Buying an older horse? - The Horse Forum
 
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post #1 of 8 Old 04-25-2010, 11:42 PM Thread Starter
Yearling
 
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Buying an older horse?

As most of you know, the Rickster is for sale due to me switching disciplines and just not having the patience, commitment and time to deal with a young pony. What I'm really looking for is a nice experience horse that doesn't mind if I only ride once or twice a week. A horse that I can take out to a show no worries and still perform well. I am not looking for a plodder, I'm looking I guess you could say for a schoolmaster. I'm getting back into english riding and yeeh.

So I've seen a lot of older horses (15-20) and I was wondering would it be a good decision to buy one? I don't want to buy a horse and then have it drop deap on me in 2 years or for it to go permanently lame. These horses are going cheap ($1000 to $5000) for experienced papered show horses. I'm wary of buying a senior horse but then again it does seem like a great oppuntunity to have a good horse at a bargain price.

So has anyone bought an older horse and competed? Did anyone buy an older horse and have any regrets? Any problems?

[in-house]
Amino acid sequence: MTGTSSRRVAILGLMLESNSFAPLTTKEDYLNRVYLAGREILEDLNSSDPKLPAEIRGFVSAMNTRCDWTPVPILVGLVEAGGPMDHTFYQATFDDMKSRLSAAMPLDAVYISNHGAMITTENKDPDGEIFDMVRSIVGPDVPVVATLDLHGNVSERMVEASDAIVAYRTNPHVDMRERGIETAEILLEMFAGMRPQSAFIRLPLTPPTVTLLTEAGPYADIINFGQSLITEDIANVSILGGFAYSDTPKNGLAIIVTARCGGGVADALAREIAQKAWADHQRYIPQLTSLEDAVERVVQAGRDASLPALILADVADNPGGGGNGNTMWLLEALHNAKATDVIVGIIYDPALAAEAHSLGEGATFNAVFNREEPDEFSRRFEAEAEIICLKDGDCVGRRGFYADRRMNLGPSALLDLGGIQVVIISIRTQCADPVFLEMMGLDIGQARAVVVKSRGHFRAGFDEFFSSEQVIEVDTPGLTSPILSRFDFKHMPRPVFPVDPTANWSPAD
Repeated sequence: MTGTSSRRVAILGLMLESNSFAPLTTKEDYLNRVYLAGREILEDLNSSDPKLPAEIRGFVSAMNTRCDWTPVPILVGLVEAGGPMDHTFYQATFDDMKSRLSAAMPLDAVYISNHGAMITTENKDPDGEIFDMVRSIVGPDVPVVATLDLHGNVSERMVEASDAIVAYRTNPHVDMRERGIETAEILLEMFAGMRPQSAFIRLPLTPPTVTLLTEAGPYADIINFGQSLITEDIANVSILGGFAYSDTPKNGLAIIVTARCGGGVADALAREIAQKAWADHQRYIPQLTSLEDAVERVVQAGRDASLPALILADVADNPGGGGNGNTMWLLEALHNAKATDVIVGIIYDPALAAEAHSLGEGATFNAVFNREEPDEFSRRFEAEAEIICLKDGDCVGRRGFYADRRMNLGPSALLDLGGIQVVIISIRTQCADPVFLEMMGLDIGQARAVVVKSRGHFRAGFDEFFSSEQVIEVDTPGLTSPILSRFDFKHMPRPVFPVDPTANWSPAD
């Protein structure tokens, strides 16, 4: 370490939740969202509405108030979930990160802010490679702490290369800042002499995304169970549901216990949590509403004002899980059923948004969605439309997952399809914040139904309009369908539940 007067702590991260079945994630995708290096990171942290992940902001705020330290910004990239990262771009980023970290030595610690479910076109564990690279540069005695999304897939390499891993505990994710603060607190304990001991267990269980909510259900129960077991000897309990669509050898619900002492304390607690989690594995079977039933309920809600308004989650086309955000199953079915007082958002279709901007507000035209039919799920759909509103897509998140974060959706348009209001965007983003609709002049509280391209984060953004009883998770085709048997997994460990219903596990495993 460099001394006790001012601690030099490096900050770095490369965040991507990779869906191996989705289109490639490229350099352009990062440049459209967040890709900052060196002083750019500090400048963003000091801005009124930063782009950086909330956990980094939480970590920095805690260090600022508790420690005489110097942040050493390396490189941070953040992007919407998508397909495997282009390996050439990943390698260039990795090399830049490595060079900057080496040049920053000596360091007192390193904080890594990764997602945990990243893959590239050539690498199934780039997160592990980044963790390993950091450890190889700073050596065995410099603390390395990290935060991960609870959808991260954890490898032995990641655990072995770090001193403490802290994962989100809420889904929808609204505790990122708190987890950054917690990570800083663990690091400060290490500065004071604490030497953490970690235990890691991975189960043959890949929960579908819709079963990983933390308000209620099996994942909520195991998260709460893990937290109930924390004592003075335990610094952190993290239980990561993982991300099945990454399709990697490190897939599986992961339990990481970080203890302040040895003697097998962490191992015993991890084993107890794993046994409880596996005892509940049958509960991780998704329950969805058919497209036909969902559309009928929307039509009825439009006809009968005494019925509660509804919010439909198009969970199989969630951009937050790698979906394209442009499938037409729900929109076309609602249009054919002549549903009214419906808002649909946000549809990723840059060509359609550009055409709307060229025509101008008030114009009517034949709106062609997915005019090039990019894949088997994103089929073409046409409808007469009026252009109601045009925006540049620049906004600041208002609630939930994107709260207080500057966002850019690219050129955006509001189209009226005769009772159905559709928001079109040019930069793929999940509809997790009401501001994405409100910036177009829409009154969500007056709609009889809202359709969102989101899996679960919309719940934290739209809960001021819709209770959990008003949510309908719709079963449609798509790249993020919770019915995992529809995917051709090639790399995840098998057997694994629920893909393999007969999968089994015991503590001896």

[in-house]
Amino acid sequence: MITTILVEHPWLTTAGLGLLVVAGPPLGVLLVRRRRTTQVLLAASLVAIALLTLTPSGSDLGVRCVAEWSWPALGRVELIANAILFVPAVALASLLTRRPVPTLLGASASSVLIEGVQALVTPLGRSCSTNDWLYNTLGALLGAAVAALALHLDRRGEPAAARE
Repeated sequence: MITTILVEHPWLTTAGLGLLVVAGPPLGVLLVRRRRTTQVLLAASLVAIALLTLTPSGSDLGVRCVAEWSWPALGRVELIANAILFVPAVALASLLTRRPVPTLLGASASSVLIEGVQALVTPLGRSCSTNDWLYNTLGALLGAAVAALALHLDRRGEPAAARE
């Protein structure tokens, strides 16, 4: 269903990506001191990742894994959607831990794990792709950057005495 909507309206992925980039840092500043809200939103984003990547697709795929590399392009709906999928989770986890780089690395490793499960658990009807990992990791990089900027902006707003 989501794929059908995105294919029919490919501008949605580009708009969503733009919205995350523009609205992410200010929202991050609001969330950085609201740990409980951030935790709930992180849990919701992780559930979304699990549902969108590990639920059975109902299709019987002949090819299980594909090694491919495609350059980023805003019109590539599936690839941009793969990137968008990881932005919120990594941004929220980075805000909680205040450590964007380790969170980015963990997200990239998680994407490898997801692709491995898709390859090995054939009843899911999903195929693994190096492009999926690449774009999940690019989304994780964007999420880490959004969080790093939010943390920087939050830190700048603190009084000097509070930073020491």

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post #2 of 8 Old 04-26-2010, 12:15 AM
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When I still rode western the first horse I bought was a 19 year old mare. I wouldn't recommend going that old, but a 14-15 year old can still definitely be in their prime and have many good years left in them! A friend of mine rode an 18 year old training level eventing until he was about 20, and he still could've been shown longer. It's a matter of keeping them fit and in shape for it, really. Older horses take a little bit more care sometimes, but from what it sounds like it would definitely be worth it for you.

"Always be yourself. Unless you can be a unicorn. Then, always be a unicorn."